Watching my mother being abused by a horribly corrupt judicial system, uncaring politicians, greedy attorneys and family members that are supposed to love one another has truly been a life changing experience for me. I worked hard to save her from being placed in nursing homes. The first two times I managed to bring her home; the third time was just too much for her and the fear took her life.
My grandchildren, as young as they are, remember their great-grandma. The guardian, Mary Giordano, did everything she could to isolate my mother from them and from me. They do not yet know what happened but they will. This is not a deep dark family secret; it is America’s dirty little secret.
While for me the tears still appear at the oddest moment, the what ifs still linger in my mind and at times keep me up at night, the long lasting effects of guardianship abuse was also life changing for my daughter. It is often said that some good ultimately comes out of bad and in my Mom’s case, I believe this to be true.
by Tara Wilson
November 6, 2014
Normally, as parents to young children we are concerned with protecting our little ones; whether that is from falling, the common cold, or which guardian would raise them in the event of our incapacity or passing. As our children get older and learn to protect themselves, we are often reminded that we need to look out for our other loved ones as well. So while our children are becoming more independent, our aging parents and grandparents are in need of more support and protection. We fall into that “sandwich generation” where we are caring for our children and our own parents.
When I was pregnant with my son I began to notice that my grandmother was starting to forget more and more. I vividly remember the day that I thought, she needs help now. I was sitting at my office desk overlooking the Boston Harbor late one morning and picked up the phone to call her as I always did. She was watching “The Price Is Right” with volume so high that it sounded as if the tv was in my own office, not her kitchen 250 miles away. My grandmother, who worked as a teller at Chemical Bank and who managed her family’s finances like a cross between a CFO and extreme couponer for over 50 years, told me she missed a credit card payment. While the credit card fee was only $29.00 and the interest was minimal for her purchases at Kohl’s and Macy’s, it was unheard of for her. I offered to call the credit card company and the fees were waived within minutes. However, this was the beginning of the end for the financial astuteness that ruled her life.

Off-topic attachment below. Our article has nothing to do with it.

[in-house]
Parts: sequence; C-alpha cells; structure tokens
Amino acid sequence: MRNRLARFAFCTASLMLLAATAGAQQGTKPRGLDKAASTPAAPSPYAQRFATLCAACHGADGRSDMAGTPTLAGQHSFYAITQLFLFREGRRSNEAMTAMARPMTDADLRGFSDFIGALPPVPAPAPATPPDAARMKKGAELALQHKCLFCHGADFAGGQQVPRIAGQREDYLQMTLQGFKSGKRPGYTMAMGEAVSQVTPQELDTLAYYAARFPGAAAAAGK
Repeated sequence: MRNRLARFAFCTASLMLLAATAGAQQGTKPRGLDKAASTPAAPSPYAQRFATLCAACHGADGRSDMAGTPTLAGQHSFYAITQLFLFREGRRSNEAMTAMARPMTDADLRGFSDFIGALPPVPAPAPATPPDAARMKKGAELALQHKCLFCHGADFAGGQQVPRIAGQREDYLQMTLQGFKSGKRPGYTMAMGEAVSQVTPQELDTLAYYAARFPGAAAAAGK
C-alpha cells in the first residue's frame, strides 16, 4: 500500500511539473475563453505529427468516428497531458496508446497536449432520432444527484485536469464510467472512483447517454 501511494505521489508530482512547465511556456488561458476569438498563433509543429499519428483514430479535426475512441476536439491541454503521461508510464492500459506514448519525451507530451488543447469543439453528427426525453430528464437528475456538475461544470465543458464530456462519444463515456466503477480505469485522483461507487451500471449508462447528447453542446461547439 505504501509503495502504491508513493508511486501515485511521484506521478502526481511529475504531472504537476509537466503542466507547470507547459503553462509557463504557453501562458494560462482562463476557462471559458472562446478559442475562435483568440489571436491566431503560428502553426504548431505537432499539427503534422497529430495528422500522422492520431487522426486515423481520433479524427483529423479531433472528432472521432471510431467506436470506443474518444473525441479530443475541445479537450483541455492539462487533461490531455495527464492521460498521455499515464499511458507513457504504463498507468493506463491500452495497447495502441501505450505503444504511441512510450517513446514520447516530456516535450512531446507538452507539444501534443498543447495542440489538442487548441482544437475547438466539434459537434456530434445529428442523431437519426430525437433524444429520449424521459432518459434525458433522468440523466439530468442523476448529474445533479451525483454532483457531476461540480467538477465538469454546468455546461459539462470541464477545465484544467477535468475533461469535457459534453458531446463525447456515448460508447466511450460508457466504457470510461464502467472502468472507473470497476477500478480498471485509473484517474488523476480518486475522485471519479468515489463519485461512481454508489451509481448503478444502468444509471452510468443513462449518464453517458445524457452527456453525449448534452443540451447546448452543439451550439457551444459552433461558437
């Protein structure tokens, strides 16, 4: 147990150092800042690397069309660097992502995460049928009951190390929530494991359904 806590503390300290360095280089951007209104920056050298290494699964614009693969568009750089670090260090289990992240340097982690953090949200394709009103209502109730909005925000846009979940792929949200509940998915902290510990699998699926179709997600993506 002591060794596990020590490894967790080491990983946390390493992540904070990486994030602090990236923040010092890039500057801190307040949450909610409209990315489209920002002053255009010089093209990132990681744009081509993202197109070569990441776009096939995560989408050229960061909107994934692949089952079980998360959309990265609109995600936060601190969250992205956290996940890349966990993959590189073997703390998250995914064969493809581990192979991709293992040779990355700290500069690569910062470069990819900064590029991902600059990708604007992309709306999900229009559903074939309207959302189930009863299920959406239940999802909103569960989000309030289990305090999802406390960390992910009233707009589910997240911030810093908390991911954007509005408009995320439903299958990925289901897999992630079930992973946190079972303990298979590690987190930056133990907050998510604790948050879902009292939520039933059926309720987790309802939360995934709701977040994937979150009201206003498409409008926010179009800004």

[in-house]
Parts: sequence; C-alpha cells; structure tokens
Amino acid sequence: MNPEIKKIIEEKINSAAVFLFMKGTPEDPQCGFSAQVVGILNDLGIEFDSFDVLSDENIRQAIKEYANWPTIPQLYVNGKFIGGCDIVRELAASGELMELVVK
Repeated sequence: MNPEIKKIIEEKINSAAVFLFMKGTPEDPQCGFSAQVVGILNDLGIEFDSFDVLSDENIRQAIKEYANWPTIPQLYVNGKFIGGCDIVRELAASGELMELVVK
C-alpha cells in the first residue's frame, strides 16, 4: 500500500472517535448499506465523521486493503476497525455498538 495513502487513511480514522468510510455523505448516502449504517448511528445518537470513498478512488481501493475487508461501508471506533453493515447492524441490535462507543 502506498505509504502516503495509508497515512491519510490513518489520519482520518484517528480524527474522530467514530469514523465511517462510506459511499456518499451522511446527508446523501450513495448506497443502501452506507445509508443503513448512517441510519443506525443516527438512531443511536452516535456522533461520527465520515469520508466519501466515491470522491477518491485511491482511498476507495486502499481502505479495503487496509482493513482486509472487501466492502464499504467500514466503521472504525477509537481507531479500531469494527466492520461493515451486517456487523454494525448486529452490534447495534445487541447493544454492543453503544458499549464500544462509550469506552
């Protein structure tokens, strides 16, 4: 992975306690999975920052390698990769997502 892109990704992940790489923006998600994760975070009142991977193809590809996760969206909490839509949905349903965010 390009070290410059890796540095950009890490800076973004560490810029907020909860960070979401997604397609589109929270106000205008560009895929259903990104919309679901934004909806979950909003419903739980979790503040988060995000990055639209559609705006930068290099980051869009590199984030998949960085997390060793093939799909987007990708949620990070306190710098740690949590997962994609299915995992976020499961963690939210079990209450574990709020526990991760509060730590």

A few months later I went on to have a healthy baby boy, my grandmother’s first great-grandson. I lived and breathed my new role as a mother, loving and caring for him and making certain he was fully protected.At the same time, my mother took on the role of caretaker for my grandmother. In order for my mother to help with my grandmother’s medical and financial care, taking her to doctor’s appointments and balancing her checkbook, my mother needed legal authority to do so. My grandmother signed a Power of Attorney and Health Care Proxy when she realized she couldn’t quite handle everything. While I tried to give my grandmother other advice, my grandmother believed she would be fine with the minimal planning she put in place before I entered law school; she and my grandfather had prepared simple wills naming each other as beneficiaries and their three children as successors. Unfortunately, within a few months, my grandmother got very sick and my mother’s siblings had a very different view on how my grandmother should be cared for (or not cared for as the case may be).
Here is the story of how my grandmother went from a caring mother, grandmother, great-grandmother and widow to a victim of an abusive court-appointed guardian who took her freedom, her assets, her home, and her life.
During this entire ordeal I was taking care of my infant son and became pregnant with my second child. As if raising an infant wasn’t tiring enough, the birth of my daughter brought me to a whole new level of exhaustion. I was of little help to my mother and grandmother; the distance, the babies, and my fear of the abusive people involved in my grandmother’s life. My mother fought harder than anyone to help her mother and is still fighting for other victims of elder abuse. It is one of the biggest regrets in my life that I was not able to be there for my own grandmother while she fell victim to an all too common and pervasive form of elder abuse that ultimately killed her.
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